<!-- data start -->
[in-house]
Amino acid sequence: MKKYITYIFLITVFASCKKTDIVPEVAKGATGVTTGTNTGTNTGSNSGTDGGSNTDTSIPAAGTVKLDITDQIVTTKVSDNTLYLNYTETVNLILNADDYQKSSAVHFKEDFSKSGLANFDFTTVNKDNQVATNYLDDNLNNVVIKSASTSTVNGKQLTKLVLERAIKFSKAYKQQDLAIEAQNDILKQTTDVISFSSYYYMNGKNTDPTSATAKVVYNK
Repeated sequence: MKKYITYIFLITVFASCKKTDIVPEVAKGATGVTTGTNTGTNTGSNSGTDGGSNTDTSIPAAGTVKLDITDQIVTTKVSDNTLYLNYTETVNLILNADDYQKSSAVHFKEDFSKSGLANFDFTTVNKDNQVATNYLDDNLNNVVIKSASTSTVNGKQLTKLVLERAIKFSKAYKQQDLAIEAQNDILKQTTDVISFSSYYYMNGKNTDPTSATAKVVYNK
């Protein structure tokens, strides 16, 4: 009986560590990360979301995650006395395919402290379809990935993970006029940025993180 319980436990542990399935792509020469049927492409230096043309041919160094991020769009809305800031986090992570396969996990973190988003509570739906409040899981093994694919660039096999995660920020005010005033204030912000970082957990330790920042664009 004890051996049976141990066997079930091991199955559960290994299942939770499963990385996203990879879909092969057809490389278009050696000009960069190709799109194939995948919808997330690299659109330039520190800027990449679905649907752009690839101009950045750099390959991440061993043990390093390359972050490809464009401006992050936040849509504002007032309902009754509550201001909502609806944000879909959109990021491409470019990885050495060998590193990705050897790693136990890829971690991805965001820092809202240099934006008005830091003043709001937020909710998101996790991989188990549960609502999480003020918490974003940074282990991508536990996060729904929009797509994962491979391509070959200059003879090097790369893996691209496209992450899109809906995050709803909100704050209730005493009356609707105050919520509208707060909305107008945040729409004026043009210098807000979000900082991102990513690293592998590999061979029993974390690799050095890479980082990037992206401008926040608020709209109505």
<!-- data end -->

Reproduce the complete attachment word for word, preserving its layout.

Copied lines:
[in-house]
Amino acid sequence: MKKYITYIFLITVFASCKKTDIVPEVAKGATGVTTGTNTGTNTGSNSGTDGGSNTDTSIPAAGTVKLDITDQIVTTKVSDNTLYLNYTETVNLILNADDYQKSSAVHFKEDFSKSGLANFDFTTVNKDNQVATNYLDDNLNNVVIKSASTSTVNGKQLTKLVLERAIKFSKAYKQQDLAIEAQNDILKQTTDVISFSSYYYMNGKNTDPTSATAKVVYNK
Repeated sequence: MKKYITYIFLITVFASCKKTDIVPEVAKGATGVTTGTNTGTNTGSNSGTDGGSNTDTSIPAAGTVKLDITDQIVTTKVSDNTLYLNYTETVNLILNADDYQKSSAVHFKEDFSKSGLANFDFTTVNKDNQVATNYLDDNLNNVVIKSASTSTVNGKQLTKLVLERAIKFSKAYKQQDLAIEAQNDILKQTTDVISFSSYYYMNGKNTDPTSATAKVVYNK
């Protein structure tokens, strides 16, 4: 009986560590990360979301995650006395395919402290379809990935993970006029940025993180 319980436990542990399935792509020469049927492409230096043309041919160094991020769009809305800031986090992570396969996990973190988003509570739906409040899981093994694919660039096999995660920020005010005033204030912000970082957990330790920042664009 004890051996049976141990066997079930091991199955559960290994299942939770499963990385996203990879879909092969057809490389278009050696000009960069190709799109194939995948919808997330690299659109330039520190800027990449679905649907752009690839101009950045750099390959991440061993043990390093390359972050490809464009401006992050936040849509504002007032309902009754509550201001909502609806944000879909959109990021491409470019990885050495060998590193990705050897790693136990890829971690991805965001820092809202240099934006008005830091003043709001937020909710998101996790991989188990549960609502999480003020918490974003940074282990991508536990996060729904929009797509994962491979391509070959200059003879090097790369893996691209496209992450899109809906995050709803909100704050209730005493009356609707105050919520509208707060909305107008945040729409004026043009210098807000979000900082991102990513690293592998590999061979029993974390690799050095890479980082990037992206401008926040608020709209109505």